All India Institute of Medical Sciences New Delhi, Punjab, India
Parul Berry, MBBS1, Dinesh Walia, MD2, Rajni Yadav, MD3, David Mathew, MBBS, MD4, Sandeep Mundhra, MBBS, MD3, Raju Sharma, MBBS, MD4, Govind Makharia, MD, DM2, Saurabh Kedia, MBBS, MD, DM2, Vineet Ahuja, MBBS, MD, DM4 1All India Institute of Medical Sciences, New Delhi, Punjab, India; 2All India Institute of Medical Sciences, New Delhi, Delhi, India; 3AIIMS, Delhi, Delhi, India; 4All India Institute of Medical Sciences, Delhi, Delhi, India
Introduction: Chronic gastrointestinal symptoms resembling Crohn's disease can pose diagnostic challenges. We present a case of a 24-year-old female with persistent loose stools, abdominal pain, and malabsorption, emphasizing the importance of considering alternative etiologies in refractory cases.
Case Description/Methods: A 24-year-old female presented with chronic diarrhea (SF 4-5/day, BSS 6-7, watery, with nocturnal episodes), lower limb swelling, and peri-umbilical abdominal pain over the past six years, accompanied by significant weight loss of 20 kg in one year. Initial lab results revealed anemia, hypoalbuminemia, and low vitamin D levels. Despite extensive evaluations including enteroscopy, capsule endoscopy, MRE, and retrograde SBE, a definitive diagnosis remained elusive. Empirical treatment with rifaximin, tinidazole, and budesonide yielded a limited response. In 2019, during admission for central venous catheter-related fungal sepsis, the initiation of a gluten-free diet along with fluconazole resulted in improved symptoms, weight gain of 24 kg, and increased albumin levels (3.4 gm/dL). However, a relapse occurred in 2021 with declining albumin levels (2.9 gm/dL) and a weight loss of 7 kg. MRE findings of mild mural thickening in the mid to distal ileal loops raised suspicion of Crohn's disease, but further deterioration despite budesonide treatment prompted re-evaluation. Subsequent admission in 2022 with albumin of 1.4 gm/dL and persistent stool frequency of 8-9/day revealed nematode fragments during retrograde spiral enteroscopy, along with friable mucosa, loss of villi, and ulcers, leading to a diagnosis of chronic strongyloidiasis hyper infestation masquerading as Crohn's disease. Anti-parasitic therapy with ivermectin and albendazole, along with rapid tapering of previously initiated steroids, resulted in a decrease in stool frequency to 3-4/day, an increase in albumin to 3.2 gm/dL, and a weight gain of 6 kg. Follow-up ileonoscopy showed slightly edematous mucosa with completely healed ulcers.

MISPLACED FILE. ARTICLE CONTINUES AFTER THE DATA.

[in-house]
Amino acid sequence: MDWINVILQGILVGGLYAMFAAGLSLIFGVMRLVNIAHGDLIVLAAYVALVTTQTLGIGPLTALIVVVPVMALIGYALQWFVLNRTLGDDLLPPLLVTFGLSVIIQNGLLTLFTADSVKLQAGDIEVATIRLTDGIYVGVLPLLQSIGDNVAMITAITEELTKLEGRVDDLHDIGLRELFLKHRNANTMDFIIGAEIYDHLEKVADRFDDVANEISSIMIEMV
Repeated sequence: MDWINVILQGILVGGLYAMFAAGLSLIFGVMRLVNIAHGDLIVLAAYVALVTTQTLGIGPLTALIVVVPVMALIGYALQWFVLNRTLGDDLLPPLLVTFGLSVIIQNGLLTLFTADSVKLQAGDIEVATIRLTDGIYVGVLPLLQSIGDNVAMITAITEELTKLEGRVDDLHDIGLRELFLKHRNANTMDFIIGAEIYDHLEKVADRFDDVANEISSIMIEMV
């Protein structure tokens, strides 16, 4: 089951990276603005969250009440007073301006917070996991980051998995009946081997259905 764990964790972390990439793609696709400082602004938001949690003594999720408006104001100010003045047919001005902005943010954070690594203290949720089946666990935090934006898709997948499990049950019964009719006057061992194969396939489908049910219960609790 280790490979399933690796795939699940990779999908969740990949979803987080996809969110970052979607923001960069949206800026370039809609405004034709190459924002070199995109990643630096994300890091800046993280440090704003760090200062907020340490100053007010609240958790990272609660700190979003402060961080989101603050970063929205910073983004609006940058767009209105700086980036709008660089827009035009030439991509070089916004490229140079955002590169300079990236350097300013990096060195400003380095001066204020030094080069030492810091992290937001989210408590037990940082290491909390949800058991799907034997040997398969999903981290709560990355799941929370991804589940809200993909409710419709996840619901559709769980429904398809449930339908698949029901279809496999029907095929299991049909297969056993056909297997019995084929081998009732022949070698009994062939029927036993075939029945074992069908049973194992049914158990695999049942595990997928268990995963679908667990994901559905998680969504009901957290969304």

Discussion: This case highlights the importance of considering parasitic infections, such as strongyloidiasis, in the differential diagnosis of chronic gastrointestinal symptoms resembling Crohn's disease, especially in tropical countries. Strongyloidiasis often associated as a mimic of acute diseases or as a superinfection may also present as a chronic infection with a disease duration span of 3 years as witnessed in this case.
Figure: A: Nematode fragments on HPE slide B: Capsule Endoscopy demonstrating significantly friable mucosa with loss of villi and ulcers C: Significantly friable mucosa with loss of villi and ulcers on retrograde spiral enteroscopy
Parul Berry indicated no relevant financial relationships.
Dinesh Walia indicated no relevant financial relationships.
Rajni Yadav indicated no relevant financial relationships.
David Mathew indicated no relevant financial relationships.
Sandeep Mundhra indicated no relevant financial relationships.
Raju Sharma indicated no relevant financial relationships.
Govind Makharia indicated no relevant financial relationships.
Saurabh Kedia indicated no relevant financial relationships.
Vineet Ahuja indicated no relevant financial relationships.